It runs in his blood.

Buddy’s great great grandpappy was a nefarious pirate, a total bad guy.

Well, ok, maybe not. To be honest, Buddy is not sure. He likes to make up odious stories to add some dark overtones to the old, torn picture of his great great grandfather, which is now prominently hung at the Orr Oasis, his and Jennifer’s home bar in Las Vegas.

The old photograph of great great grandpappy was nearly destroyed. When Buddy’s father passed, he displayed the portrait on the wall of his tattoo shop. Buddy liked the frame, but planned to rip out the picture. A week or so before he planned the rehab, Buddy was tattooing one his family members who casually mentioned that the portrait was Buddy’s distant grandfather. With that revelation, Buddy changed course, restored the picture, and brought it back home. Now the photograph gives him the liberty to spin captivating yarns in his dark oasis.

The Orr Oasis is layered with tikis, collectibles, lamps, and ephemera. Below grandpappy’s portrait sit jars of taxidermy oddities including a monkey skull with a headdress from the Philippines and a baby crocodile. Jennifer made it clear that these are not her favorite items. Instead, Jennifer’s prize possession is the lamp she crafted from Frankie’s swizzles. Since she, Buddy, and their friends frequent Frankie’s Tiki Room (a beloved and established dive tiki bar in Vegas), she has collected gallons of swizzle sticks. Inspired by a lamp she saw at Frankie’s, she created a bamboo frame, organized the swizzles like spears in a pattern, installed a light, and it’s now a cool feature for the Oasis.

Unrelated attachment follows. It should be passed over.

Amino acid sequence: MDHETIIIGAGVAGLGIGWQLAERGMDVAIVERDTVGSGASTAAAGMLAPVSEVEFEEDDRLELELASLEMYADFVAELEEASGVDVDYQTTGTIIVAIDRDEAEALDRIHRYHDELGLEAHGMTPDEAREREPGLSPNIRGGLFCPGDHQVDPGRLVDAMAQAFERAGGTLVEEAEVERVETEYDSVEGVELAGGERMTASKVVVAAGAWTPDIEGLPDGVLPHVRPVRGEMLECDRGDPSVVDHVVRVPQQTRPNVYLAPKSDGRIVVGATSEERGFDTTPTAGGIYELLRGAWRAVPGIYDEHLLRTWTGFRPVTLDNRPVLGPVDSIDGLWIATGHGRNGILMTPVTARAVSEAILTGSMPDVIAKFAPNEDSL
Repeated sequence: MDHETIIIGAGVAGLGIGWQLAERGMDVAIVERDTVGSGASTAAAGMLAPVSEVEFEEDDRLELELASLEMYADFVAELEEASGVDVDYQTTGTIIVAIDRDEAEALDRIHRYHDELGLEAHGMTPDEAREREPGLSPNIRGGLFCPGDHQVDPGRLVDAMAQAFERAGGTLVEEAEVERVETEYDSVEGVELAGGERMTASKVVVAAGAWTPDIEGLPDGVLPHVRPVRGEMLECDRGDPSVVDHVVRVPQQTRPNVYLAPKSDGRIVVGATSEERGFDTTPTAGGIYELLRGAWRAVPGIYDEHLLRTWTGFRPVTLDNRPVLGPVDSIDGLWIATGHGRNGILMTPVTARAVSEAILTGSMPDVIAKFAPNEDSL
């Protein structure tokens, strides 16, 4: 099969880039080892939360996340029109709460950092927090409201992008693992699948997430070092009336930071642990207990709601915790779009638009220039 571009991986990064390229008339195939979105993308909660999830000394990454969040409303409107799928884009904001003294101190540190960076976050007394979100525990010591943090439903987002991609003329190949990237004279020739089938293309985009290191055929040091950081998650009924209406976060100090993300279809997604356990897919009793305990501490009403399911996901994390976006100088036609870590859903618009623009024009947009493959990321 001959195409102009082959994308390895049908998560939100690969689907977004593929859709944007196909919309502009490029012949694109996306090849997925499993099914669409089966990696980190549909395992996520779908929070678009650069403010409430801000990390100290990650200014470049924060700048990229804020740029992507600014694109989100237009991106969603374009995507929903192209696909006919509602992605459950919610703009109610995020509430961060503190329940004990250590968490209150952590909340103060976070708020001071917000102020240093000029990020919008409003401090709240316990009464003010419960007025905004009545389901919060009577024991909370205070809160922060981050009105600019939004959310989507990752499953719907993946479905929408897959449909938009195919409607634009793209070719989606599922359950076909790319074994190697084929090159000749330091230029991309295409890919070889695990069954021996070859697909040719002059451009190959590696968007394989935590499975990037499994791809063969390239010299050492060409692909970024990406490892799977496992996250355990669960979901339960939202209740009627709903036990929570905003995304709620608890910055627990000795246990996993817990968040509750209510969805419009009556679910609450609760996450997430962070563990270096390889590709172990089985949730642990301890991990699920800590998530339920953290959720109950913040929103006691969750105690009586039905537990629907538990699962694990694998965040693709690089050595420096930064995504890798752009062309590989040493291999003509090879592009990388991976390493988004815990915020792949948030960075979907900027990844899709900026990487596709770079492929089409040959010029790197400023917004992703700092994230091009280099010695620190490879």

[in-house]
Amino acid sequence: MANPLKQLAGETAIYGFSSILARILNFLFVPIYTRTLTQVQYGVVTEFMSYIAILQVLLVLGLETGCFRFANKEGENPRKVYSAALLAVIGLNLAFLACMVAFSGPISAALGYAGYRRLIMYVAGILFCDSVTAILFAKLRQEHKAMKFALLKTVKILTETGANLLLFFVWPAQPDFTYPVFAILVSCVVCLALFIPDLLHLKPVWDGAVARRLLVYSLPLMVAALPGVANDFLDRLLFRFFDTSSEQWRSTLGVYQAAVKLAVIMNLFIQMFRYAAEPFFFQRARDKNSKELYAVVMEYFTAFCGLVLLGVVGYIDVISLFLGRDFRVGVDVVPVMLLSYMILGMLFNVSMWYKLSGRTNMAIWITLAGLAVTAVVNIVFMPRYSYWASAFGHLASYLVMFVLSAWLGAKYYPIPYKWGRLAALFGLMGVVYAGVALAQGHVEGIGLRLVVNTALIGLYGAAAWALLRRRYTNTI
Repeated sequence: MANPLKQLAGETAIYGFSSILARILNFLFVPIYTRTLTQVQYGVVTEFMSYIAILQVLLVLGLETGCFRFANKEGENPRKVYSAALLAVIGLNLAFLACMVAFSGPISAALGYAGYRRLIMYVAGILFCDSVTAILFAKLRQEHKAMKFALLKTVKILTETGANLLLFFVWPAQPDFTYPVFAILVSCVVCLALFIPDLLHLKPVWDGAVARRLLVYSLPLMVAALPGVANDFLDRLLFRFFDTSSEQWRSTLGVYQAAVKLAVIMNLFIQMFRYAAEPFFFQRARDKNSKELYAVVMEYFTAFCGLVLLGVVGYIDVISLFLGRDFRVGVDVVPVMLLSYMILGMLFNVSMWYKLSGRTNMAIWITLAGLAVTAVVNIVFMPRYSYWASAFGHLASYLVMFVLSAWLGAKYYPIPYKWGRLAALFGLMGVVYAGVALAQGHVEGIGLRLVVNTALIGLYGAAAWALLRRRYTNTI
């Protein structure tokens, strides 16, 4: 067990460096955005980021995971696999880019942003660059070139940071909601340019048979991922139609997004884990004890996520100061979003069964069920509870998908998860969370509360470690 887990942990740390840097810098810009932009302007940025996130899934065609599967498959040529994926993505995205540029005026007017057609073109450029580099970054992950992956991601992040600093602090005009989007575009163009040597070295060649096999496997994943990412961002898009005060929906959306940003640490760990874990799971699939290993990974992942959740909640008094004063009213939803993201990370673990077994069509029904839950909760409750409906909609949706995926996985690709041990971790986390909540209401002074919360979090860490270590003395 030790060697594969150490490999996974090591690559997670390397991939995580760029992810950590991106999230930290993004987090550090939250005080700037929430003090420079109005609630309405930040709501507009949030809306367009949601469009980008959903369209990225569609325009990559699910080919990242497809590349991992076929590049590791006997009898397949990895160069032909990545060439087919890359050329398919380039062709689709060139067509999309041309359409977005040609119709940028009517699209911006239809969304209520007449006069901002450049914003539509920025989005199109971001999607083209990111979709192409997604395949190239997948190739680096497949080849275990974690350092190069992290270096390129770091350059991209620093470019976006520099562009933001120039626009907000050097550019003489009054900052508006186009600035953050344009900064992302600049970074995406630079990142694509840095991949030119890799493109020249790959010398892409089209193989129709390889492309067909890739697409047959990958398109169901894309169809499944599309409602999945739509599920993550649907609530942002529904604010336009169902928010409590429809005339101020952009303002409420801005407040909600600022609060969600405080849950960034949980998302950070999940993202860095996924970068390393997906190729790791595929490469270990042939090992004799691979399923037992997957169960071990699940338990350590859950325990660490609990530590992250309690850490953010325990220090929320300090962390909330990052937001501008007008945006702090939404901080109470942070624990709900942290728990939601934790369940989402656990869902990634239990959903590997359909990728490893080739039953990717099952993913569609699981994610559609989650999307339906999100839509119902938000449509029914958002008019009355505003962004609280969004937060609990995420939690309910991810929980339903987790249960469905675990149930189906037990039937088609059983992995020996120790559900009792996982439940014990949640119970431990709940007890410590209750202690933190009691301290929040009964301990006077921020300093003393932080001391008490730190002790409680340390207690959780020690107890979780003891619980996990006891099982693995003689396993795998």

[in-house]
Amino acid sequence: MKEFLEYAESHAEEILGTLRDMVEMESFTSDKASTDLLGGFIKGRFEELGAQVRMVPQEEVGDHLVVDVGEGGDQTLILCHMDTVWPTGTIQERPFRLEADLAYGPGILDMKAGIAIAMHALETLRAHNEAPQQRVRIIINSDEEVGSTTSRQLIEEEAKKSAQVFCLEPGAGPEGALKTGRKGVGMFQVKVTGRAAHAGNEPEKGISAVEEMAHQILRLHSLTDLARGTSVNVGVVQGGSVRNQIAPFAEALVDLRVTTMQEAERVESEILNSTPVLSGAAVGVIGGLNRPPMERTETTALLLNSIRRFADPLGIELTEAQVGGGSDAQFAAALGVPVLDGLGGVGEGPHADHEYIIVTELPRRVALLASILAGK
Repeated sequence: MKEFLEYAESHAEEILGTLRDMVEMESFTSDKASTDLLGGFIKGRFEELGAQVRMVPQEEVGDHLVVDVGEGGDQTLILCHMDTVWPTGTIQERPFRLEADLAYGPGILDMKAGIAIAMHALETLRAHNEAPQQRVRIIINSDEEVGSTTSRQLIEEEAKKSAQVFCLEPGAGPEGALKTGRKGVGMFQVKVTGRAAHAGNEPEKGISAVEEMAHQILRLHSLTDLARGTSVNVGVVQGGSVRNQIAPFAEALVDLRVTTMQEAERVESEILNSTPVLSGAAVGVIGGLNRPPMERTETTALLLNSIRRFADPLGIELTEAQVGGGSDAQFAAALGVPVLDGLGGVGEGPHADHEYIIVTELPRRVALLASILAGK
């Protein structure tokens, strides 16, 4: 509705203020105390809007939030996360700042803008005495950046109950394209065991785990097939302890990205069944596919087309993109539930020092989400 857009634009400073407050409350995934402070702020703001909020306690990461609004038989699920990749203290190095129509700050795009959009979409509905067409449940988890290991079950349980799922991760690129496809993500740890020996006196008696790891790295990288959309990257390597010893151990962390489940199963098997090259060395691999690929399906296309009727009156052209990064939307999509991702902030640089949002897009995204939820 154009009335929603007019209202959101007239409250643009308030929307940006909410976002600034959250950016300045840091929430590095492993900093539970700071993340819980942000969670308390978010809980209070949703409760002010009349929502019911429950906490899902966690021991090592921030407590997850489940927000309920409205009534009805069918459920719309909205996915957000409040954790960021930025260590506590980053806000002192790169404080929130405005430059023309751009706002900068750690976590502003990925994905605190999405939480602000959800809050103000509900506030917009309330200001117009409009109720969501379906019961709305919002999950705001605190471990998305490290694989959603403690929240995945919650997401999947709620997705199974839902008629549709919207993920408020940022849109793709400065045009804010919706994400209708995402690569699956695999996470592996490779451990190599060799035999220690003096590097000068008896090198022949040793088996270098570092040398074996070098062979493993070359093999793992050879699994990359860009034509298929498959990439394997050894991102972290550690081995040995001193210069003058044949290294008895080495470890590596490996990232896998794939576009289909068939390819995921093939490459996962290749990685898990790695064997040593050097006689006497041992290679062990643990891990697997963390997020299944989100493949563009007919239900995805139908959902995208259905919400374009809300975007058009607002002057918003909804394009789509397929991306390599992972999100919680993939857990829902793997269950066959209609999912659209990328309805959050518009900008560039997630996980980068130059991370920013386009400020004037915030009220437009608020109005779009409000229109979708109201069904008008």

As we talked, I realized that my favorite creation was the shadow box bar that Buddy and Jennifer have built. At one point, Buddy was forced to move his tattoo shop. As the construction crew began the demo of his old location, they saved his full plate glass door, which had been hand-painted with the shop name, telephone, and the messages “Walk-Ins Welcome” and “No Drunks or Riff Raff” (all quite appropriate for a tiki bar as well). That glass door became the bar top. Buddy built the base using crates filled with skulls and chains, then created a shadow box to sit underneath the glass bar top where he and Jennifer display treasures from their Hawaiian honeymoon, relics from the Riviera Hotel (long since gone), Hamm’s napkins from the Vietnam era, and other exotic oddities. Above the bar, Buddy has cleverly covered a television with a chart map in case he and Jenn want to hang out and watch a movie.

Buddy is now one of the most well-known tiki tattoo artists in the country. For the past six years, people have come from all over the country to get tiki-inspired work done from him and his entire crew of artists. He’s even published “Tiki Tattoo Designs” – a book filled with of his designs to inspire other tattoo artists across the world. There’s even a page of tattoo designs dedicated to Frankie’s Tiki Room – the bar that inspired it all for Jennifer and him.

So, there you have it. A nefarious grandpappy pirate’s prodigy is a tiki tattoo artist living in Las Vegas. The tale seems totally plausible to me.

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